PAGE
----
Teacher tells Bill 21 court challenge that her hijab is not source of discord
People hold up signs during a demonstration against Bill 21 in Montreal, Sunday, October 6, 2019. The controversial Quebec secularism law bans some public-sector employees from wearing religious symbols in the workplace. THE CANADIAN PRESS/Graham Hughes
MONTREAL -- Another Muslim teacher has taken the stand at the court challenge to Quebec's secularism law, testifying that her hijab has no impact on her ability to teach.
Bouchera Chelbi testified Tuesday on Day 2 of the legal proceedings against Bill 21, the law that bans public sector workers in positions of authority -- including teachers and judges -- from wearing religious symbols on the job.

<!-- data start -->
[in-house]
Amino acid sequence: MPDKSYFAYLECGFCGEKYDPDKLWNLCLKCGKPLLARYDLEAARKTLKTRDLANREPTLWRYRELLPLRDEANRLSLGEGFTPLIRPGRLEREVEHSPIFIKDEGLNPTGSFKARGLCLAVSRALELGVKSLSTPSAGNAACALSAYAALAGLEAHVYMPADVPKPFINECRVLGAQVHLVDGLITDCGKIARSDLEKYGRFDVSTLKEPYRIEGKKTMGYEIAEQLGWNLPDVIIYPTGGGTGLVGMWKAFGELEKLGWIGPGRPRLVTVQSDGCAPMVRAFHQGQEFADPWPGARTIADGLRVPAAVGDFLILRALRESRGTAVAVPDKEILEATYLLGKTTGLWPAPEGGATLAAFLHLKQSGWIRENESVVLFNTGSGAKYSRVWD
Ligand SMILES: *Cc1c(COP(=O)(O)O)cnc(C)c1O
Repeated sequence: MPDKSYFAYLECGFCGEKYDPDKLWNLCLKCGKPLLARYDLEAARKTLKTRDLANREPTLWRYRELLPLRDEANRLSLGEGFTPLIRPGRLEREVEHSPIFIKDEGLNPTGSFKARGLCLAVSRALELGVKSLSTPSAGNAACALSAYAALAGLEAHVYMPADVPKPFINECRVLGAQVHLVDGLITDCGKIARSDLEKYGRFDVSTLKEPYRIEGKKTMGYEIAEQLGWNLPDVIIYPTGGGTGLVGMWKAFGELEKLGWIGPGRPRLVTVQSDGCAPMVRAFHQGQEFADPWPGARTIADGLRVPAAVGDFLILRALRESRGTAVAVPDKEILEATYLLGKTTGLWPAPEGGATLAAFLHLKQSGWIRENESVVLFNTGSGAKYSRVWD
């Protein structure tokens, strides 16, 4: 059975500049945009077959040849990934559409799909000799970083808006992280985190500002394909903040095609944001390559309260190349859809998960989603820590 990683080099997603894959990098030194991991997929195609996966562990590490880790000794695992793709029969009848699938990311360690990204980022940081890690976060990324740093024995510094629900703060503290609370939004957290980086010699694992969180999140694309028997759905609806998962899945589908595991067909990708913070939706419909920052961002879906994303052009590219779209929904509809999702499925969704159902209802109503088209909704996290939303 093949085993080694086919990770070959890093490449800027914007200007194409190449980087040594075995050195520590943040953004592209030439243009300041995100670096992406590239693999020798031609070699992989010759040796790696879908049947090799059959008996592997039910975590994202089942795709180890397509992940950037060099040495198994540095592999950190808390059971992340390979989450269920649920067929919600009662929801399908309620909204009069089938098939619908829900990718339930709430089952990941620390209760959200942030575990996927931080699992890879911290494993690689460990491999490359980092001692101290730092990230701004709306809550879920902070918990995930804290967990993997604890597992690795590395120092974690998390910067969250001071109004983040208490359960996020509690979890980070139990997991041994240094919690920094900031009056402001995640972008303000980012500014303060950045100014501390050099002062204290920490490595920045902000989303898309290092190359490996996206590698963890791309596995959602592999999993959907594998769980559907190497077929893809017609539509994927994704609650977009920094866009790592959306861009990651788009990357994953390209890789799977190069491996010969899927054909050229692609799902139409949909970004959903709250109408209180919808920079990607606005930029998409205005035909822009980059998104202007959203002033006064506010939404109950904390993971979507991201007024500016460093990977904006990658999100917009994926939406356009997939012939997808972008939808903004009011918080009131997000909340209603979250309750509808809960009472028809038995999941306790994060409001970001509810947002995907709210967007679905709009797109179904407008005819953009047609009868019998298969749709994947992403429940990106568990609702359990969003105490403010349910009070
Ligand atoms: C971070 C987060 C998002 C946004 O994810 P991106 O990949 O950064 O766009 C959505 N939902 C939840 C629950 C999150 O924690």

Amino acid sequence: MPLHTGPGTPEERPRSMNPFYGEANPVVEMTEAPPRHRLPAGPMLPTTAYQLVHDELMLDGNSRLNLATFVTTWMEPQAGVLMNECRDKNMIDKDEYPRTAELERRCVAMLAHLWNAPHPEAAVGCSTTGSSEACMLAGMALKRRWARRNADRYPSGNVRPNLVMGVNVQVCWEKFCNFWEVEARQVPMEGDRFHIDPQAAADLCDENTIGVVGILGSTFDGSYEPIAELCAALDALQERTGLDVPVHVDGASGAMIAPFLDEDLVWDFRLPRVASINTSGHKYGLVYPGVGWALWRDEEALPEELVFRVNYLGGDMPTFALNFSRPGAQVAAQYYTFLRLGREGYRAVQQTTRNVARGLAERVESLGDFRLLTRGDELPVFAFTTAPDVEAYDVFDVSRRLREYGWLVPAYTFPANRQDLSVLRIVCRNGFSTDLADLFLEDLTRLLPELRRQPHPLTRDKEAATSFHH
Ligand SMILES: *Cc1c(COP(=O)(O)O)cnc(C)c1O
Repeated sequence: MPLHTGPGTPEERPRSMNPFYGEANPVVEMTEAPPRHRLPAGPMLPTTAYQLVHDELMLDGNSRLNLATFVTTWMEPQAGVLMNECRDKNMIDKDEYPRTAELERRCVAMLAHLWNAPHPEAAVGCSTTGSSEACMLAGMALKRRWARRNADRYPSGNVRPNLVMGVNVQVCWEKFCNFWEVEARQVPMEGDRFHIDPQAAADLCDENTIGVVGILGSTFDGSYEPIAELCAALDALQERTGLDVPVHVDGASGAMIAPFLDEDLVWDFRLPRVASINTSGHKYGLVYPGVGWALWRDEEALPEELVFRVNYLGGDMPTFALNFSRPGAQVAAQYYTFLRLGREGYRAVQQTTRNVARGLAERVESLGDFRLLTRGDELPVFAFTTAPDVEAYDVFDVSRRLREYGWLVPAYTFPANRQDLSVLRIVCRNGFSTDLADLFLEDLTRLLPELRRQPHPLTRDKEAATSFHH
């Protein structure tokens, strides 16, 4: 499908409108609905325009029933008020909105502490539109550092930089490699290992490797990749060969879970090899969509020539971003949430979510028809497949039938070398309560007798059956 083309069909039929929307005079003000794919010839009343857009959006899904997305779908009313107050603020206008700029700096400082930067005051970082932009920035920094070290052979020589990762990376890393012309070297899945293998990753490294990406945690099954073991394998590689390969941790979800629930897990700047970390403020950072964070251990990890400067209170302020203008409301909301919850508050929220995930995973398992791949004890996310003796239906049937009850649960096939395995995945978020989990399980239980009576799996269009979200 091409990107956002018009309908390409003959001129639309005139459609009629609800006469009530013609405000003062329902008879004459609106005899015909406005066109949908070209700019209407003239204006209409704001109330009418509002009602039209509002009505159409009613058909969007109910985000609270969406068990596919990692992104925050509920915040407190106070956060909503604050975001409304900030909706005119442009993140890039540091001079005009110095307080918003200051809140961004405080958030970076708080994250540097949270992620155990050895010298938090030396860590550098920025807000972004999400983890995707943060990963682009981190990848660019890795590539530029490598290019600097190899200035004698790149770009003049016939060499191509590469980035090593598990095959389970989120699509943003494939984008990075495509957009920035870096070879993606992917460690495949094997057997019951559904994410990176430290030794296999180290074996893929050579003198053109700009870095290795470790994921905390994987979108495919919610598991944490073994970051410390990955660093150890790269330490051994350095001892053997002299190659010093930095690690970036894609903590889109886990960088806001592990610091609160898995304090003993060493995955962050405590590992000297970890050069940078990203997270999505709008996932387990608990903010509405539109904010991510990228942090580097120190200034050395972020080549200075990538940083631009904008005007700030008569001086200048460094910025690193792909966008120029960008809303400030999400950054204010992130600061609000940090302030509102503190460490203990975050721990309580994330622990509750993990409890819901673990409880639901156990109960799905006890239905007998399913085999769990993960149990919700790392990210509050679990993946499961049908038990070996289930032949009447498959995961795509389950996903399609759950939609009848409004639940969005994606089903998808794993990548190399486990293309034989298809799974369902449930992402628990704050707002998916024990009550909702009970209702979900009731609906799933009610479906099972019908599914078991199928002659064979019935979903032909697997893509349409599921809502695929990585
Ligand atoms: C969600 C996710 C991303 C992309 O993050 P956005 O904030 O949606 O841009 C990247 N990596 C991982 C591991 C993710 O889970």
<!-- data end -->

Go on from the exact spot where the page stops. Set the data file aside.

Chelbi, who has taught English as a second language in Montreal for 12 years, told the court she has always acted professionally and treated her students equally regardless of race, religion or sexual orientation.
She is allowed to teach in a hijab because she was hired before the law was adopted in 2019, but she says the law would apply to her if she wanted to change jobs.
The hearings in Montreal combine four separate lawsuits challenging Bill 21 into one trial, which is expected to last up to six weeks before Superior Court Justice Marc-Andre Blanchard.
On Monday, the trial opened with testimony from two Muslim teachers and one Sikh teacher, all of whom described feeling excluded from Quebec society because they choose to wear religious symbols.
- This report by The Canadian Press was first published Nov. 3, 2020.